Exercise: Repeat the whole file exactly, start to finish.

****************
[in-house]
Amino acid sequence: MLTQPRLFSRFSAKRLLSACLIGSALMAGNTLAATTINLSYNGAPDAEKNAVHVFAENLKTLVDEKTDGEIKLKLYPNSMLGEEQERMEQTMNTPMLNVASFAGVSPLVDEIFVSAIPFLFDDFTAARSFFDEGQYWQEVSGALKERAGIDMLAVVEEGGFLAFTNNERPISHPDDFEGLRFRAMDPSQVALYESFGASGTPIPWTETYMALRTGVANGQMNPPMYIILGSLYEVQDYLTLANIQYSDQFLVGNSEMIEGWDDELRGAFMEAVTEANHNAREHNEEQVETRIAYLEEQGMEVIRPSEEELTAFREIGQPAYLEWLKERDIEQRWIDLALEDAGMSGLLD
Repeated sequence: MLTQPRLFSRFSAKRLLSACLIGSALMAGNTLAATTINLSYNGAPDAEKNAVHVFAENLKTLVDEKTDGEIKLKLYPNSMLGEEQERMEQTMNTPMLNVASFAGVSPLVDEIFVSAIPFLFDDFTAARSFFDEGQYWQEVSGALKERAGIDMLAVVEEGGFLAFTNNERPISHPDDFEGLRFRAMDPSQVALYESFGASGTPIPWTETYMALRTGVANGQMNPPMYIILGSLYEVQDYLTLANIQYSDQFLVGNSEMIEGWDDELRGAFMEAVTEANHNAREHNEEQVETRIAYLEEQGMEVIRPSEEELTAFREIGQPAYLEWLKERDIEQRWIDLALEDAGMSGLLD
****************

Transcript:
[in-house]
Amino acid sequence: MLTQPRLFSRFSAKRLLSACLIGSALMAGNTLAATTINLSYNGAPDAEKNAVHVFAENLKTLVDEKTDGEIKLKLYPNSMLGEEQERMEQTMNTPMLNVASFAGVSPLVDEIFVSAIPFLFDDFTAARSFFDEGQYWQEVSGALKERAGIDMLAVVEEGGFLAFTNNERPISHPDDFEGLRFRAMDPSQVALYESFGASGTPIPWTETYMALRTGVANGQMNPPMYIILGSLYEVQDYLTLANIQYSDQFLVGNSEMIEGWDDELRGAFMEAVTEANHNAREHNEEQVETRIAYLEEQGMEVIRPSEEELTAFREIGQPAYLEWLKERDIEQRWIDLALEDAGMSGLLD
Repeated sequence: MLTQPRLFSRFSAKRLLSACLIGSALMAGNTLAATTINLSYNGAPDAEKNAVHVFAENLKTLVDEKTDGEIKLKLYPNSMLGEEQERMEQTMNTPMLNVASFAGVSPLVDEIFVSAIPFLFDDFTAARSFFDEGQYWQEVSGALKERAGIDMLAVVEEGGFLAFTNNERPISHPDDFEGLRFRAMDPSQVALYESFGASGTPIPWTETYMALRTGVANGQMNPPMYIILGSLYEVQDYLTLANIQYSDQFLVGNSEMIEGWDDELRGAFMEAVTEANHNAREHNEEQVETRIAYLEEQGMEVIRPSEEELTAFREIGQPAYLEWLKERDIEQRWIDLALEDAGMSGLLD